• Am i the only person who thinks dedicated number keys (like on the sidekick, a well thought out but poorly marketed product) are REALLY REALLY nice? I have the newest wince device du jour, and the shared number/qwerty is very... very annoying.

    I really like separate number buttons. On a computer, where one uses numbers frequently... especially a phone-type device which involves dates.... hitting the fn button all the time is silly!
    Bonus points for the sidekick designers, who even had a separate key for t
  • by apodyopsis (1048476) on Thursday October 18, 2007 @02:44PM (#21029227)
    If I wanted to browse the Internet in a mobile fashion I would be much more interested in a Asus Eee PC format that could browse cellular networks, anybody know if it can? They must be thinking of adding something other then wireless...

    more power, more traditional format, proper keyboard/mouse, ok its bigger but its much smaller then a real laptop - and you can work on office documents and actually do something approaching tasks on it. now thats a toy I'm really thinking of getting....

    http://www.itweek.co.uk/personal-computer-world/news/2192000/199-asus-ultra-mobile-uk-soon [itweek.co.uk]
    • well you thought too long. they are all on back order already i believe. and that original price of $200 that was rumored has turned out to be $300 or $400 - depending on memory. so i think this is much more competitive with the eee than i would have thought when word of the eee first came out.
  • Nice (Score:5, Interesting)

    by spiritraveller (641174) on Thursday October 18, 2007 @02:44PM (#21029235)
    I have a 770 [wikipedia.org], and am very happy with it. But the lack of a keyboard seriously limits its uses.

    This new device looks like a larger version of my cell phone, the Nokia 9300 [wikipedia.org]. The problem with the 9300 is that it doesn't run Linux. The N810 does.

    There are a lot of people who want an affordably-priced UMPC. I think Nokia is going in the right direction with this. Eventually, they will market it (or the a later version) as a UMPC, but they are adding features incrementally, and not pretending that it is anything special... yet.
  • by Victor Tramp (5336) <info@NOspAM.ross154.net> on Thursday October 18, 2007 @02:53PM (#21029403) Homepage
    Why can't they (or anyone) make it steno pad sized??? What the hell is wrong with people that every devices has to be f'ing Zoolander sized??

    full size tablet notebooks fail because they are too large. PDA "tablets" fail because they're too small..

    This N810 device has REALLY NICE specs considering.. It's a handy tool for folks like me who already have 3 notebooks, like to have [access to] one wherever I go, but it's not practical to take a notebook everywhere [without looking like a tool]. The N800 has always been attractive, because of it's swissarmyknife like features, but it was impractical to me without a keyboard and some size [ssh anyone?].. now the N810 is coming, and it's got a KEYBOARD, and even BETTER features, but it's !@$#%@#$% SMALLER!??!?!?!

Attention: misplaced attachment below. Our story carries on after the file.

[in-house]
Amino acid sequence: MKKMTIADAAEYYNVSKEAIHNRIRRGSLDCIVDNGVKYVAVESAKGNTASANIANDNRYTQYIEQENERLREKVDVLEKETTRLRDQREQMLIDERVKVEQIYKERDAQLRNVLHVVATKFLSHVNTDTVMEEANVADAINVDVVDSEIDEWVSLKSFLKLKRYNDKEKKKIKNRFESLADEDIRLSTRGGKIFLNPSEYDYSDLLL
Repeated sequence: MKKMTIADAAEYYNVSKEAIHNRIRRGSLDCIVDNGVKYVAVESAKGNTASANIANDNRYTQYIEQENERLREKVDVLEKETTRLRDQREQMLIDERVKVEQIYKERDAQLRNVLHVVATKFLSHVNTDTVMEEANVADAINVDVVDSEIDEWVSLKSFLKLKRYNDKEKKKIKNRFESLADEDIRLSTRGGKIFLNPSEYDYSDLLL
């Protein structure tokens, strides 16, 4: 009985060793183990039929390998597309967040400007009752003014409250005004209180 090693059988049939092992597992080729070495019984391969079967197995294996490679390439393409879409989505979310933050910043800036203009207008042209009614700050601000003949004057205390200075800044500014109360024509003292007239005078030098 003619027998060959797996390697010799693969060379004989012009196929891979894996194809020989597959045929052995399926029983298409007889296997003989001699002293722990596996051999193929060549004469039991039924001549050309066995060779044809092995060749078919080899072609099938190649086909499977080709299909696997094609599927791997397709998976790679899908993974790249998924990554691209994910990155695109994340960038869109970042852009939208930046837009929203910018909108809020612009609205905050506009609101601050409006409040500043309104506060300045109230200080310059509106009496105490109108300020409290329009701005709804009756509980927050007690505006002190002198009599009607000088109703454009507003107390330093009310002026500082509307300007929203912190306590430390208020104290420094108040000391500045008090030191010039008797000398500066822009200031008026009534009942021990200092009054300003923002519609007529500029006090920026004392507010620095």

I hate you Nokia; you've invented a wonderful, very attractvive information tool that does nearly everything I could think to ask for in a tablet (except maybe some nice USB master ports) and you've wrapped it complete fail!
    • by Wordplay (54438)
      ssh displays fine on it at a reasonable font size. As far as the keyboard, various bluetooth keyboard solutions work well with it. I have a Stowaway for mine.

      Of course, the N800 + the Stowaway is $500, which isn't a particularly good deal in the face of this coming out. I assume the N800 will drop to the $250ish that the N770 did, though.
    • by c41rn (880778)
      I have an N800 and I love it. I'm really considering upgrading to the N810 because of the keyboard, but as it is I do a fair amount of stuff over SSH on the N800 just fine (if a little slow typing). The N800 can be paired with a bluetooth keyboard too.

      The N810 isn't really all that much smaller. The screen is the exact same size as on the N800. Nokia just made the N810 a little narrower by moving the Dpad to the slide-out keyboard.

  • by Werrismys (764601) on Thursday October 18, 2007 @02:56PM (#21029453)
    It's an N800 plus.

    Same CPU, not a faster one, so the post is flawed.
    It's N800 + GPS + smaller form factor + slideable backlit QWERTY keyboard + better positioned camera and new version of the debian-based OS.

    It's NOT a phone. Phones that big would suck anyway. You use WLAN in cities, in public places, you use your existing phone with GPRS/edge/3G via bluetooth elsewhere. This was one of the wisest decisions Nokia made: I have gone through 3 phones in my 8 months of N800 use.

    Compromises are compromises. Phones must be cheap, small, handy, with LONG battery time. Anything with a big screen won't do. Anything with a big form factor won't do. The iPhone is far too large.

    I don't have N810 yet, I'll just sum up what the N800 (similar machine) is good for: irc (xterm, irssi, etc), movies (mplayer), remote use (SSH, telnet, VNC, RDP), plain old surfing, car GPS.

    On top of that N810 has optimized flash that supposedly runs youtube vids at acceptable speed. OS2007 version failed at this, youtube worked, but too slowly.